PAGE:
Tarutino - 1848 Village History
Copyright 1996, Elli Wise

Notes: Please see the Introduction to the Village History Project for additional information.


The colony Tarutino was founded in 1814 in the province Bessarabia, district Akkermann, right next to the earlier founded colony Borodino. German emigrants constructed Tarutino in a deep valley close to the Kugelnik river, 90 werst south of the gubernatorial city Kishinew. The landscape, marking the colony, indicated that the entire area may have originally been covered by the ocean. The land, rolling in a wave like fashion from north to west, was indented with more or less deep valleys. In the higher elevations, at the depth of 1-1/2 to 2 Faden, there were layers of clay and layers of fossil rocks. The black soil, mixed here and there with sand and crushed fossil rock, was preferred for cultivating grain. During seasons with lots of rain, the harvests were plentiful. However, during the dry seasons, the heavy alkali condition of the soil became apparent and the harvests were rather meek. Regardless of wet or dry seasons though, the vineyards seemed to produce equally good harvests. There were no woods at the time of settlement and there were no signs of orchards in the early years. Trying to comply with orders of the higher authorities to plant woods proved rather difficult. The condition of the land did not allow the trees, planted in higher elevations, to grow well. The underlying clay and and limestone prevented the trees to reach maturity, causing them to die off early. Trees had a better chance for growth in the low lying areas, where the soil was more fertile. Nevertheless, with eagerness and perseverance, the colonists were able to use the land to its full potential.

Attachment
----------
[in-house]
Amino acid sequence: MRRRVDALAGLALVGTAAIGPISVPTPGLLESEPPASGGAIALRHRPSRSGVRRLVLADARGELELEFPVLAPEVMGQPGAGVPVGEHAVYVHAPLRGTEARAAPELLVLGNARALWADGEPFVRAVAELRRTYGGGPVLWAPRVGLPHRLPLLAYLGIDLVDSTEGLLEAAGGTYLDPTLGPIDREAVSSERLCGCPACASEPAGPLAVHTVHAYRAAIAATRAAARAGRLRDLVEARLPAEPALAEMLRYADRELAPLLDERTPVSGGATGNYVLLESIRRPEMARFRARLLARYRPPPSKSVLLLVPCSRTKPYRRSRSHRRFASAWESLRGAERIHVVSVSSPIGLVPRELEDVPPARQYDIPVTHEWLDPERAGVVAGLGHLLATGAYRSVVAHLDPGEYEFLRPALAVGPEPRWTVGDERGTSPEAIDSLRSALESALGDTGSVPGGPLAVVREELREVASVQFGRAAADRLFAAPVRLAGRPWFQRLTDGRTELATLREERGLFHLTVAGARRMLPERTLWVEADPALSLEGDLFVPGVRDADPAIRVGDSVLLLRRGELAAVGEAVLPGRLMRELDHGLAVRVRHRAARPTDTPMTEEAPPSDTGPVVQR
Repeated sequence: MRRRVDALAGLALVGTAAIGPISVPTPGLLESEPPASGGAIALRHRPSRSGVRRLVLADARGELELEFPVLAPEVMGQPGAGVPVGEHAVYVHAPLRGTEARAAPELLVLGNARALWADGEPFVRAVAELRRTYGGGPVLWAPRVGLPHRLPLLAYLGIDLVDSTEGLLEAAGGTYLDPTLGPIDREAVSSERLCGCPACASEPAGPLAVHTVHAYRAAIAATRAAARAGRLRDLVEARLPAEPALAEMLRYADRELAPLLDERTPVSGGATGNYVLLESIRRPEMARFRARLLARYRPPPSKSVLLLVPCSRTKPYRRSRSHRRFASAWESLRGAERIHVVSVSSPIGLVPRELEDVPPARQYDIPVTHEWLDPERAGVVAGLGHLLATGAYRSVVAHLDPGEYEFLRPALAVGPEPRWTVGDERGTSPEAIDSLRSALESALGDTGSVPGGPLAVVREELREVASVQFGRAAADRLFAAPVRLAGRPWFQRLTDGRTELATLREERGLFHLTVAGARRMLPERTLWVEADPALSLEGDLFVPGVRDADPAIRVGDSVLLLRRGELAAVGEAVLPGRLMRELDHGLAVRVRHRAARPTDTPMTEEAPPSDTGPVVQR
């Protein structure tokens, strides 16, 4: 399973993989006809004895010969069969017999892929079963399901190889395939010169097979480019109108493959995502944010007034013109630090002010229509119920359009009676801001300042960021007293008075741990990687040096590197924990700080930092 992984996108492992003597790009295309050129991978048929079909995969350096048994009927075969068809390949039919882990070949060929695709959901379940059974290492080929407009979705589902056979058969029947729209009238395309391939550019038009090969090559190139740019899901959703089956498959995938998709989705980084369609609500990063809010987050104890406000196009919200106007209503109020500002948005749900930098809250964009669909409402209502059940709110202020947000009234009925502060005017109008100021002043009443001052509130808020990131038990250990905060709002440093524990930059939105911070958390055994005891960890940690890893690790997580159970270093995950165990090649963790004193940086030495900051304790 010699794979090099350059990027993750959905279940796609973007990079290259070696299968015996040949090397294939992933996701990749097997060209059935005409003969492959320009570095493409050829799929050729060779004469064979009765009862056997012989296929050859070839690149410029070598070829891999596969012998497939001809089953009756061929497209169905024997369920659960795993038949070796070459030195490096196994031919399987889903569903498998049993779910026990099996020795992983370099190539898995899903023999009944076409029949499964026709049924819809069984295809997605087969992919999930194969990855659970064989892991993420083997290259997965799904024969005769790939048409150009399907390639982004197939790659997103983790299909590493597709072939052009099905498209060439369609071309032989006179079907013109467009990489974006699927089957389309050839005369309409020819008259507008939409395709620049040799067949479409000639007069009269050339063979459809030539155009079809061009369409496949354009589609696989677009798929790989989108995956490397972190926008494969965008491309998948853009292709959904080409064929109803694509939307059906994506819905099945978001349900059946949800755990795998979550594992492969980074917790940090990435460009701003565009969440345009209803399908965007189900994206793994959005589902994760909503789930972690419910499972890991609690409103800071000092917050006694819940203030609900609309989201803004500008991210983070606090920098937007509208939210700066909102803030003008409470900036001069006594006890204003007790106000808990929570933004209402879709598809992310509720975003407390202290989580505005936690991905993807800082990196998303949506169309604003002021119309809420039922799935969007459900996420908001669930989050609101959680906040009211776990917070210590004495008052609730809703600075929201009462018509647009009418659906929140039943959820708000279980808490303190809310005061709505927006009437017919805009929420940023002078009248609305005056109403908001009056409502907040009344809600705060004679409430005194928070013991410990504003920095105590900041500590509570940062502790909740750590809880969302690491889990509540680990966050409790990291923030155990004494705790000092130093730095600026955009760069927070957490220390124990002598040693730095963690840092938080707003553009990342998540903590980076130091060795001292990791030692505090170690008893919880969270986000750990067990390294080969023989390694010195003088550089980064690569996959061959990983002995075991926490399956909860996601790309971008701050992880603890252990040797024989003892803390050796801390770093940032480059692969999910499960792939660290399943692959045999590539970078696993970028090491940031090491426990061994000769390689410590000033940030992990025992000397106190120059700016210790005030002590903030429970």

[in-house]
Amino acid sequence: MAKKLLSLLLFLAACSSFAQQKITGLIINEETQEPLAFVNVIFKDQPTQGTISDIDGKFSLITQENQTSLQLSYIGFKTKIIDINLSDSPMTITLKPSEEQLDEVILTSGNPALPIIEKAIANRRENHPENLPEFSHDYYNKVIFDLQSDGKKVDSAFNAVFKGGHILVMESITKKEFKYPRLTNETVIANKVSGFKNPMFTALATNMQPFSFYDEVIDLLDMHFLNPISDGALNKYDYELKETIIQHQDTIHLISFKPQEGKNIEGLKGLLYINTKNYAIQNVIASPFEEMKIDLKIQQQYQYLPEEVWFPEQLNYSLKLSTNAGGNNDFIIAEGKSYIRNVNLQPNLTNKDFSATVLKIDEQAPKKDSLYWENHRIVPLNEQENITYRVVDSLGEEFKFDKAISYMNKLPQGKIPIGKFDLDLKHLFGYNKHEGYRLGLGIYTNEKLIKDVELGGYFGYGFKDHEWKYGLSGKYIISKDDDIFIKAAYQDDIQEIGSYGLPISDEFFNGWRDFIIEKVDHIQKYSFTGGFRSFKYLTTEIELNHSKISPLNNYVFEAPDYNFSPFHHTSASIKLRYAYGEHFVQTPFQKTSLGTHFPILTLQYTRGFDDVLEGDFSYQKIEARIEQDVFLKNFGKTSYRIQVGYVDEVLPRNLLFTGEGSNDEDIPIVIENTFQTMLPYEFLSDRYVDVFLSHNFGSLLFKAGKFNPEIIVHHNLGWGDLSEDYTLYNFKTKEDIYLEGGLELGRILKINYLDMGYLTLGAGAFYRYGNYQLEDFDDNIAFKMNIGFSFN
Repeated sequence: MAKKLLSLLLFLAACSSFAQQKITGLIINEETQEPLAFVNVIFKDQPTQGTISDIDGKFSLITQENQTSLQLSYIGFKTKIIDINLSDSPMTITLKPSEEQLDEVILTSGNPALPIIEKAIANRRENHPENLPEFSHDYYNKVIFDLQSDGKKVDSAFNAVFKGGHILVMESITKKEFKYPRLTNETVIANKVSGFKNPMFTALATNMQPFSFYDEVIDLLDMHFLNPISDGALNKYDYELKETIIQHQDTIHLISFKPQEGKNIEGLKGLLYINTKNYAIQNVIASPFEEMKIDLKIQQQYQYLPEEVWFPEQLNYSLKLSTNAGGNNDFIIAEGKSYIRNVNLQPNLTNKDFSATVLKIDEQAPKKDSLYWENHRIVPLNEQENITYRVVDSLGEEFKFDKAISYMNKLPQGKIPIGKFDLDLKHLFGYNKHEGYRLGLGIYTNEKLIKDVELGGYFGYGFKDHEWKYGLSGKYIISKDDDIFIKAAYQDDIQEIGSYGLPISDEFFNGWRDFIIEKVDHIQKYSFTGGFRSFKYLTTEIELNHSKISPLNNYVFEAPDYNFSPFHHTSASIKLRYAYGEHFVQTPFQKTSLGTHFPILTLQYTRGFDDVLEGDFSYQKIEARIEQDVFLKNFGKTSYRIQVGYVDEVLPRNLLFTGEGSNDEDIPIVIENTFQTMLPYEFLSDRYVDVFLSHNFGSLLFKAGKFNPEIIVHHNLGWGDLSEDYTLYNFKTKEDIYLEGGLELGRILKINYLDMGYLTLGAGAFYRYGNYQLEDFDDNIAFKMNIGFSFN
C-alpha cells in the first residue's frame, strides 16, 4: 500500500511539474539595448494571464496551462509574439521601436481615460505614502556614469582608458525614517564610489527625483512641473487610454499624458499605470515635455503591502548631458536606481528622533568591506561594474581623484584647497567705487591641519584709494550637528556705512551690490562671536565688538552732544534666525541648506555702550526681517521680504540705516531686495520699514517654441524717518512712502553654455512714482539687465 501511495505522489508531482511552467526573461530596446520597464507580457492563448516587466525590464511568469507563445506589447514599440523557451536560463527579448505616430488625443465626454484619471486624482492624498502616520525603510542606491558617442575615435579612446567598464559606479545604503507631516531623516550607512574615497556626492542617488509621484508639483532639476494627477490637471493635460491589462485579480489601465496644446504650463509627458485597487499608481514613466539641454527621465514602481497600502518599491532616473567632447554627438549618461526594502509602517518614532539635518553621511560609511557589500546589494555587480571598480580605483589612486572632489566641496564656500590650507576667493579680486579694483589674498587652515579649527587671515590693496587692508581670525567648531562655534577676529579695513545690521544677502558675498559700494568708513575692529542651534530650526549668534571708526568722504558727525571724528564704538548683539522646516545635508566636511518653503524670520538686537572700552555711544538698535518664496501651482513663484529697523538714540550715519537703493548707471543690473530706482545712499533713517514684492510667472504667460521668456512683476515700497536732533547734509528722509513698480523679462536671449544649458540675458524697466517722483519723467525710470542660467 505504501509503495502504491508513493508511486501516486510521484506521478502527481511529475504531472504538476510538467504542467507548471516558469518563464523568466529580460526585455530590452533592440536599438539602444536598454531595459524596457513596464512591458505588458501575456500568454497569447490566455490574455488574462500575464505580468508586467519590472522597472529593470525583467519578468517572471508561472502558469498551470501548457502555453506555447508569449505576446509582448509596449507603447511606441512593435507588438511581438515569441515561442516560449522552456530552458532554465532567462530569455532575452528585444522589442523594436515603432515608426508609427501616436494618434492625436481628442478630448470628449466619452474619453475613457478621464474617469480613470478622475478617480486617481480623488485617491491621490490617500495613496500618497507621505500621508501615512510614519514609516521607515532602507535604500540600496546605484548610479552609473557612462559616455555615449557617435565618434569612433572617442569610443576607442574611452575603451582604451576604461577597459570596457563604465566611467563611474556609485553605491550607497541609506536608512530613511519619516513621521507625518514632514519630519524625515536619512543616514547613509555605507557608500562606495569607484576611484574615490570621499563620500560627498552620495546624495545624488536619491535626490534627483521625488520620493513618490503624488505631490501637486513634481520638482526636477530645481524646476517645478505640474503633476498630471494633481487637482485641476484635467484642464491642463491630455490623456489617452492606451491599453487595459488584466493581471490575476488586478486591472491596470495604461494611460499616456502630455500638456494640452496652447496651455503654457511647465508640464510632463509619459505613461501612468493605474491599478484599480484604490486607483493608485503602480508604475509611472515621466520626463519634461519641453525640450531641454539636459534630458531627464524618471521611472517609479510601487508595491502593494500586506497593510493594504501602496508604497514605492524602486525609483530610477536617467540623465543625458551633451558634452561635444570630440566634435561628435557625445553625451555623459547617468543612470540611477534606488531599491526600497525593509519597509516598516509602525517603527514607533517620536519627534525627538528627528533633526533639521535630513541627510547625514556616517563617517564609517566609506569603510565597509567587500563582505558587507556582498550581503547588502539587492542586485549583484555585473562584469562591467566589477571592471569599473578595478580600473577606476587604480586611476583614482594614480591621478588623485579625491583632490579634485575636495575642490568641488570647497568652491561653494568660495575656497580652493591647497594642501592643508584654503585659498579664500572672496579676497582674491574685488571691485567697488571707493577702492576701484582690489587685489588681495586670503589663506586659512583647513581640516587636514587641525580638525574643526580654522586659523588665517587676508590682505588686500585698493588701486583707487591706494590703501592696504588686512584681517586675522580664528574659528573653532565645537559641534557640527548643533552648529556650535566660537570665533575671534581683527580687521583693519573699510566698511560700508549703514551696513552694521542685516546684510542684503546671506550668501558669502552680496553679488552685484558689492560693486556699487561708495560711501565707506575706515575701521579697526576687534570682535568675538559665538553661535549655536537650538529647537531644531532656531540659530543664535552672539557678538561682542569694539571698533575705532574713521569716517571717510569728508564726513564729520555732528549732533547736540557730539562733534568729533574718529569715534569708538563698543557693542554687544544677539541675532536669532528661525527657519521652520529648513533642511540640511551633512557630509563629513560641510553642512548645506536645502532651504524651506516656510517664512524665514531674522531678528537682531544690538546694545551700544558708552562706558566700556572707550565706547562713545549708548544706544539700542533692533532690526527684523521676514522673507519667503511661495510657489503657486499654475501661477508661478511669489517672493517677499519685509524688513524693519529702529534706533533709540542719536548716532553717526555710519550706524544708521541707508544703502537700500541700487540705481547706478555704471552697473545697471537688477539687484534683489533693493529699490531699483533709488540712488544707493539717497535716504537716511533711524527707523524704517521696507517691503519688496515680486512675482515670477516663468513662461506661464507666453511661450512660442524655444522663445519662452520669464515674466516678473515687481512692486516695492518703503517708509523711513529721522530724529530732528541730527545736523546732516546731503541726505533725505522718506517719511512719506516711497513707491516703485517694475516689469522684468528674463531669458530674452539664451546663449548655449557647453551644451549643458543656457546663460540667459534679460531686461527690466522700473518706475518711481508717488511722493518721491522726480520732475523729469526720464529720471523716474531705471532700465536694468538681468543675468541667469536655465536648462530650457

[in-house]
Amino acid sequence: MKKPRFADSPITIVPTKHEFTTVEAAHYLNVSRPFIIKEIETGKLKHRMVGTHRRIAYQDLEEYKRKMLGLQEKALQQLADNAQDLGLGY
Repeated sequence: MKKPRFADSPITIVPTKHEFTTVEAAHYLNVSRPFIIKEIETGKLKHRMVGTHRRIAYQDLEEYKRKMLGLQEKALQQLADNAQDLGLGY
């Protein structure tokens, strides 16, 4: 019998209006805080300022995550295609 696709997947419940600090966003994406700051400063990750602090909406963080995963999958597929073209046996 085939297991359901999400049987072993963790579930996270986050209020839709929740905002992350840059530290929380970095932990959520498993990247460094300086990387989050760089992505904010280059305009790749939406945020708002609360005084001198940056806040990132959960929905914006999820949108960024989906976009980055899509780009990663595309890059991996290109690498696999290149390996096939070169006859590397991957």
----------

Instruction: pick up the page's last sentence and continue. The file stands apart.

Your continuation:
At the time of their arrival, the emigrants found the land occupied by 10 Moldavian lessees. They lived there as nomads and were grazing their herds on the grass rich pastures of the steppe. In folklore, the colony is still called 'Anshakrak' or more rightfully 'Chanschakrak'. Etymology seems to be that years before, when the Tartares had lived there, this colony was to have been the estate of the Count Chan. The emigrants used the name 'Elisabeth', liked by the higher authorities, during the early years of settlement. In 1817, the regiment changed the name officially to 'Tarutino', as memorandum to a battle fought on Oct 18, 1812, near Tarutino (against Napoleon).